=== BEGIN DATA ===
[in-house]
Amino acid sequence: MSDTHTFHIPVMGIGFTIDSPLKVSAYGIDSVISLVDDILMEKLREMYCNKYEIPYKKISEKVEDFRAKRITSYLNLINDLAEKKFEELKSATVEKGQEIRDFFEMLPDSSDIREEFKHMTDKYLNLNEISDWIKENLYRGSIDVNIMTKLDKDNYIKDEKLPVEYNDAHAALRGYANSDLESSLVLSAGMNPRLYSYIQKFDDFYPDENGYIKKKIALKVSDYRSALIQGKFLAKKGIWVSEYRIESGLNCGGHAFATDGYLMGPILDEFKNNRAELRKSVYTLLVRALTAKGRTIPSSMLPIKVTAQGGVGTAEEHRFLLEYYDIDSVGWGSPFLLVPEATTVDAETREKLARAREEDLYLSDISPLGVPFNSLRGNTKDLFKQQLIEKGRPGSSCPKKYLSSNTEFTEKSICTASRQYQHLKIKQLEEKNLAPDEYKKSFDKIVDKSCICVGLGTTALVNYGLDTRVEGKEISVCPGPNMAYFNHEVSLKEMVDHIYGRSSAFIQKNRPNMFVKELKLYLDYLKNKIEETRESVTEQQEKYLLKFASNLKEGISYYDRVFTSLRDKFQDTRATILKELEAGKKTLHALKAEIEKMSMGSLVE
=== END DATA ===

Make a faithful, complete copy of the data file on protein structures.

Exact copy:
[in-house]
Amino acid sequence: MSDTHTFHIPVMGIGFTIDSPLKVSAYGIDSVISLVDDILMEKLREMYCNKYEIPYKKISEKVEDFRAKRITSYLNLINDLAEKKFEELKSATVEKGQEIRDFFEMLPDSSDIREEFKHMTDKYLNLNEISDWIKENLYRGSIDVNIMTKLDKDNYIKDEKLPVEYNDAHAALRGYANSDLESSLVLSAGMNPRLYSYIQKFDDFYPDENGYIKKKIALKVSDYRSALIQGKFLAKKGIWVSEYRIESGLNCGGHAFATDGYLMGPILDEFKNNRAELRKSVYTLLVRALTAKGRTIPSSMLPIKVTAQGGVGTAEEHRFLLEYYDIDSVGWGSPFLLVPEATTVDAETREKLARAREEDLYLSDISPLGVPFNSLRGNTKDLFKQQLIEKGRPGSSCPKKYLSSNTEFTEKSICTASRQYQHLKIKQLEEKNLAPDEYKKSFDKIVDKSCICVGLGTTALVNYGLDTRVEGKEISVCPGPNMAYFNHEVSLKEMVDHIYGRSSAFIQKNRPNMFVKELKLYLDYLKNKIEETRESVTEQQEKYLLKFASNLKEGISYYDRVFTSLRDKFQDTRATILKELEAGKKTLHALKAEIEKMSMGSLVE